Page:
Rule #8: Think before you act.

This rule has both too much to put into one post and not enough. My current notes on the topic are several loaded quotes that have a lot of meaning. But I've never expounded on them before. So lets see what we can do.

First lets bring in all the quotes that are synonyms for the rule at face value. "Look before you leap."  I have a couple very impulsive friend who loves to charge into situation and just deal with whatever they hit as it comes. It's actually a fun way to live and has very real merit. However it also tends to get them in trouble (in one friends case), and ostracize them (in the others). These two have each at one time been my best friends. Because while they are "ready, fire, aim", I tend to be "ready, aim, aim, aim, aim, aim..." and occasionally fire if I haven't lost my target because I waited too long. I chose these fiends in part because they contrast my natural mentality perfectly. It's a matter of fresh perspective, Rule #7: Never stop learning. So their is a clear precedent to charging forward but as I already said their is also the fallout. But then it comes down to timing. What is the fallout, what is the cost of charging. Think before you act all comes down to risk management. As a developer I have to constantly balance charging into a new problem and solving it and moving on as quickly as possible while on the other side sitting back and planning my moves. If I constantly charge forward I have 10 times the work and bugs while a little bit of planning will be much less work but makes slower production. I've generally settled on this mentality. Sit down and get a plan. Then charge forward and improvise as the problems arise. It's kept me from a lot of very silly mistakes and several near fatal accidents. [Prov 13:16]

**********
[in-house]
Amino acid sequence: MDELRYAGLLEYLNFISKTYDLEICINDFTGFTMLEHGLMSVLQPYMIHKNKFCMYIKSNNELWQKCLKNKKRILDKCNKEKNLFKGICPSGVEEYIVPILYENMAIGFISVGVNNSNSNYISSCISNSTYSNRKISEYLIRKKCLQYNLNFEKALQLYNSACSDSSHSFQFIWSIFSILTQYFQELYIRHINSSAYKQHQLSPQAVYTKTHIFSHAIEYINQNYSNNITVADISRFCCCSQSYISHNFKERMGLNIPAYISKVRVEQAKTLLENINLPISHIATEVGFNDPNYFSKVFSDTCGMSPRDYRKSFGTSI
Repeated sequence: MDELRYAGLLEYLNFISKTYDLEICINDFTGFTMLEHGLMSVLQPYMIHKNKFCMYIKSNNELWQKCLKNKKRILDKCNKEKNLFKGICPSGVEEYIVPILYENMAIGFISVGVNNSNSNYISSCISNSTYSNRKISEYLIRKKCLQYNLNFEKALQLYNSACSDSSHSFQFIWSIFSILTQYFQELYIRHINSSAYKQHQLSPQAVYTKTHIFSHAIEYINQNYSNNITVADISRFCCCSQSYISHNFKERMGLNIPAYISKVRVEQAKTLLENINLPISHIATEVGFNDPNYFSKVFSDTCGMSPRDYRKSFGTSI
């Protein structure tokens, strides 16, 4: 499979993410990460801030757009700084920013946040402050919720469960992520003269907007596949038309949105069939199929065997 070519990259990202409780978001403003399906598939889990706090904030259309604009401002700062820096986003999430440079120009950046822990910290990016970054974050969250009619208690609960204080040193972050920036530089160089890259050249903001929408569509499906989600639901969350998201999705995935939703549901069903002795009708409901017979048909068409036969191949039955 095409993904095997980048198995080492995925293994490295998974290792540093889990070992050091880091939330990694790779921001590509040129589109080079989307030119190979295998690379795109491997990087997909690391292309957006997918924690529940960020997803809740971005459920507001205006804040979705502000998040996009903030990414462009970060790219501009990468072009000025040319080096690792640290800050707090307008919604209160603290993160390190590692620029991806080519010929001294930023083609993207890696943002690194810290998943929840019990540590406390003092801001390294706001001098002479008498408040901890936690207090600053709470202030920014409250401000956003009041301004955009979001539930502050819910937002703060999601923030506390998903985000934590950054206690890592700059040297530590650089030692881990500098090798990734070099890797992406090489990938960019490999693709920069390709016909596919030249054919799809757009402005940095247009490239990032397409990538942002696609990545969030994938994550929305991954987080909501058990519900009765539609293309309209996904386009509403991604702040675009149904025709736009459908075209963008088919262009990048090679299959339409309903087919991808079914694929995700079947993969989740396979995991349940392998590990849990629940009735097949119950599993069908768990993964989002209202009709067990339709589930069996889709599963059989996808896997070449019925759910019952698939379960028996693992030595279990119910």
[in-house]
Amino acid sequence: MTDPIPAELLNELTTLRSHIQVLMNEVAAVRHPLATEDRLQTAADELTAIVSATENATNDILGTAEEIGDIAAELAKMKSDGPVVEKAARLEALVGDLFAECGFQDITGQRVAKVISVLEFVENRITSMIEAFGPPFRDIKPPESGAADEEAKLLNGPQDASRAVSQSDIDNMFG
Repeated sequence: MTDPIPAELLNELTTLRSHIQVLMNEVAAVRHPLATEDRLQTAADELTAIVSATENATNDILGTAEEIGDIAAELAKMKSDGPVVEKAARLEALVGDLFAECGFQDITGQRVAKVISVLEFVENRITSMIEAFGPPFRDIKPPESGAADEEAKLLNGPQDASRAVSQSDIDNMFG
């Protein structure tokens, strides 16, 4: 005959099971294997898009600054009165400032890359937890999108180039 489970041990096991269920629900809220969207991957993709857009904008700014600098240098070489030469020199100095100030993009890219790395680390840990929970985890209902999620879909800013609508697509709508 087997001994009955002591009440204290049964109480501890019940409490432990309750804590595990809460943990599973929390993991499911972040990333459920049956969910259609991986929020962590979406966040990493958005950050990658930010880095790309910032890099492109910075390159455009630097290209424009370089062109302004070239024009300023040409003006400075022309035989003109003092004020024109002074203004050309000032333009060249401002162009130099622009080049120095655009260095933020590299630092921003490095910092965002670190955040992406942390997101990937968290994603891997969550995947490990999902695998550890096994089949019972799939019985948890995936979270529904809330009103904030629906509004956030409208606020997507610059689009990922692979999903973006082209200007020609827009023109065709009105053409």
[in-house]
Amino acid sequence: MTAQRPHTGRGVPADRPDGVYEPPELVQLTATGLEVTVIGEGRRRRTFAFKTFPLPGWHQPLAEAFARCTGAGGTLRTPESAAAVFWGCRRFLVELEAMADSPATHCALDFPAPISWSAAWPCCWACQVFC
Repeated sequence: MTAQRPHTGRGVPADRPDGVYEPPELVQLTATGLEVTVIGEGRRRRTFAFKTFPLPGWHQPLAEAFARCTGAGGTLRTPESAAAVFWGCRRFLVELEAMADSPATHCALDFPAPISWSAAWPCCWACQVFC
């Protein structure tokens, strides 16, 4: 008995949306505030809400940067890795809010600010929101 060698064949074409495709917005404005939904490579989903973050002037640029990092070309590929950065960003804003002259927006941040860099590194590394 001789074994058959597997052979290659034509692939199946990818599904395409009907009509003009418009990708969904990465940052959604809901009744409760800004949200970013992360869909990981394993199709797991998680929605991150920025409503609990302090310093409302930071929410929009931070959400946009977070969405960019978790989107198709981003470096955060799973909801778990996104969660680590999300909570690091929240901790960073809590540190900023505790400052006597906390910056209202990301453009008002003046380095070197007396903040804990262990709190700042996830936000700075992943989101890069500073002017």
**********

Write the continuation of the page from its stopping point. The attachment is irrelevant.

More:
Think before you speak is another synonym. And it's all about Rule #13: speak the truth. I have caught myself when I was younger blurting out a new theory or fun idea as if it was a fact, usually to one-up someone or simply be a part of the conversation. I remember the day I discovered this and decided I would no longer speak without being sure of my words. For almost a year people thought I was handicapped because they would ask me a question and I would wait for 5 sec or longer just contemplating the question and the possible answers. After 6 months to a year it became more natural and I become much faster and processing the questions and answers. It was well worth it. Today when I speak I always speak with confidence, rarely contradict myself and always, to my best understanding, speak the truth. Additionally it keeps me from putting my foot in my mouth through gossip or inappropriate comments. And if you know anything about me you know the thought in my head are often offensive and off-putting. You also know that I genuinely love people and want the best for them. If I was to speak without thinking the people I love would be so offended I would lose them all. Not because I'm a bad person but because I process data deeply and even facts are horribly insulting when presented without tact. And tact is saying the right thing, at the right place, and the right time. "Even a fool is counted wise when he keeps his peace..." [Prov 17:28, Luke 14:28]